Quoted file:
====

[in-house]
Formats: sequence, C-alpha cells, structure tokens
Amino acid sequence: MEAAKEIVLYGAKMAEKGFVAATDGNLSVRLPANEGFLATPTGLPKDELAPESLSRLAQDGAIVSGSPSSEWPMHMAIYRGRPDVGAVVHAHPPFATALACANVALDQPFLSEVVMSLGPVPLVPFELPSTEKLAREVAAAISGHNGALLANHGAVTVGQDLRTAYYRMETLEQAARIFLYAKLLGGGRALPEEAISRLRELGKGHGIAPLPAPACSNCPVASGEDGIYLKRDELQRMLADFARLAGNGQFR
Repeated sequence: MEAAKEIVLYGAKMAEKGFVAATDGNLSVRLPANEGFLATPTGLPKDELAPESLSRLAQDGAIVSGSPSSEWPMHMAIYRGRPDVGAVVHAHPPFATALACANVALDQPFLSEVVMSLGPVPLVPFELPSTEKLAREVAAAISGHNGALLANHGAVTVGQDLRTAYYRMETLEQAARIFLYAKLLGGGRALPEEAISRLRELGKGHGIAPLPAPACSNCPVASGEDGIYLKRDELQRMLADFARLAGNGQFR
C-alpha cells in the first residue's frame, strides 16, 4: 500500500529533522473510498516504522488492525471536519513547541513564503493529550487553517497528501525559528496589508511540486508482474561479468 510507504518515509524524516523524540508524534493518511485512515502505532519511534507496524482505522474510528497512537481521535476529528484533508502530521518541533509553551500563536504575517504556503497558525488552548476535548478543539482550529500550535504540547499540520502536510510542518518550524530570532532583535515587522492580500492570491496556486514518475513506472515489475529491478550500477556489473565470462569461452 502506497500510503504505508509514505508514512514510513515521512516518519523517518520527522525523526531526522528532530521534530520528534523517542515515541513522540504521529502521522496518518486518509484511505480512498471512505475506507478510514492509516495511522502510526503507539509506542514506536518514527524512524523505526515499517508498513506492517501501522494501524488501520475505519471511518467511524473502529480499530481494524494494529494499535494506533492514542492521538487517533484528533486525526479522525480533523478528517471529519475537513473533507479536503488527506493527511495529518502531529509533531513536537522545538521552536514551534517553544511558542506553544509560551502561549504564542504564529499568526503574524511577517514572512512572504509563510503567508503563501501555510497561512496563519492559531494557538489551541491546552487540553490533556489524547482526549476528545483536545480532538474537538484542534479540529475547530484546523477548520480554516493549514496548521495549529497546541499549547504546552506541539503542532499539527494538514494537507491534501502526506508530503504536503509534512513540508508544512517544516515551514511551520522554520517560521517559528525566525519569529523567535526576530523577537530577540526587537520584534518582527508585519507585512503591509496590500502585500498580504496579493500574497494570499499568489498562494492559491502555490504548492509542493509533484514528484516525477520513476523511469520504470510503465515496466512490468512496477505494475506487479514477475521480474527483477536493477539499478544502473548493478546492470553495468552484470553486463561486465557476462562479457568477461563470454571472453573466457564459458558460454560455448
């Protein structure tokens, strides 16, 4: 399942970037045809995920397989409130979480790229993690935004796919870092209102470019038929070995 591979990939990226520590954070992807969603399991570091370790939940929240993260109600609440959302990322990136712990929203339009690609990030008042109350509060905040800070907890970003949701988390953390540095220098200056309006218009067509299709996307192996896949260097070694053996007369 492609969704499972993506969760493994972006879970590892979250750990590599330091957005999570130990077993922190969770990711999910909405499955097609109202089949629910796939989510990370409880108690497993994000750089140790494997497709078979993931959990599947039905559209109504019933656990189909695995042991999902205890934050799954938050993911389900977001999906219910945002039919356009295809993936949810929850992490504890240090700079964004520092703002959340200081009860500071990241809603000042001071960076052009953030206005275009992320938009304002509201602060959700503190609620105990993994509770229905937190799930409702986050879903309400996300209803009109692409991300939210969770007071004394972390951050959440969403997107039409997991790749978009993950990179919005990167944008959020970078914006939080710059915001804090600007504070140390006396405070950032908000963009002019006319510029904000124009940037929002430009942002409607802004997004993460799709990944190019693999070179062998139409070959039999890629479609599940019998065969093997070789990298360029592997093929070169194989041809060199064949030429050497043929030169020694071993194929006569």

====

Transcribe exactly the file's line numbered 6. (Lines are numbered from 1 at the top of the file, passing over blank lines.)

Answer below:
């Protein structure tokens, strides 16, 4: 399942970037045809995920397989409130979480790229993690935004796919870092209102470019038929070995 591979990939990226520590954070992807969603399991570091370790939940929240993260109600609440959302990322990136712990929203339009690609990030008042109350509060905040800070907890970003949701988390953390540095220098200056309006218009067509299709996307192996896949260097070694053996007369 492609969704499972993506969760493994972006879970590892979250750990590599330091957005999570130990077993922190969770990711999910909405499955097609109202089949629910796939989510990370409880108690497993994000750089140790494997497709078979993931959990599947039905559209109504019933656990189909695995042991999902205890934050799954938050993911389900977001999906219910945002039919356009295809993936949810929850992490504890240090700079964004520092703002959340200081009860500071990241809603000042001071960076052009953030206005275009992320938009304002509201602060959700503190609620105990993994509770229905937190799930409702986050879903309400996300209803009109692409991300939210969770007071004394972390951050959440969403997107039409997991790749978009993950990179919005990167944008959020970078914006939080710059915001804090600007504070140390006396405070950032908000963009002019006319510029904000124009940037929002430009942002409607802004997004993460799709990944190019693999070179062998139409070959039999890629479609599940019998065969093997070789990298360029592997093929070169194989041809060199064949030429050497043929030169020694071993194929006569």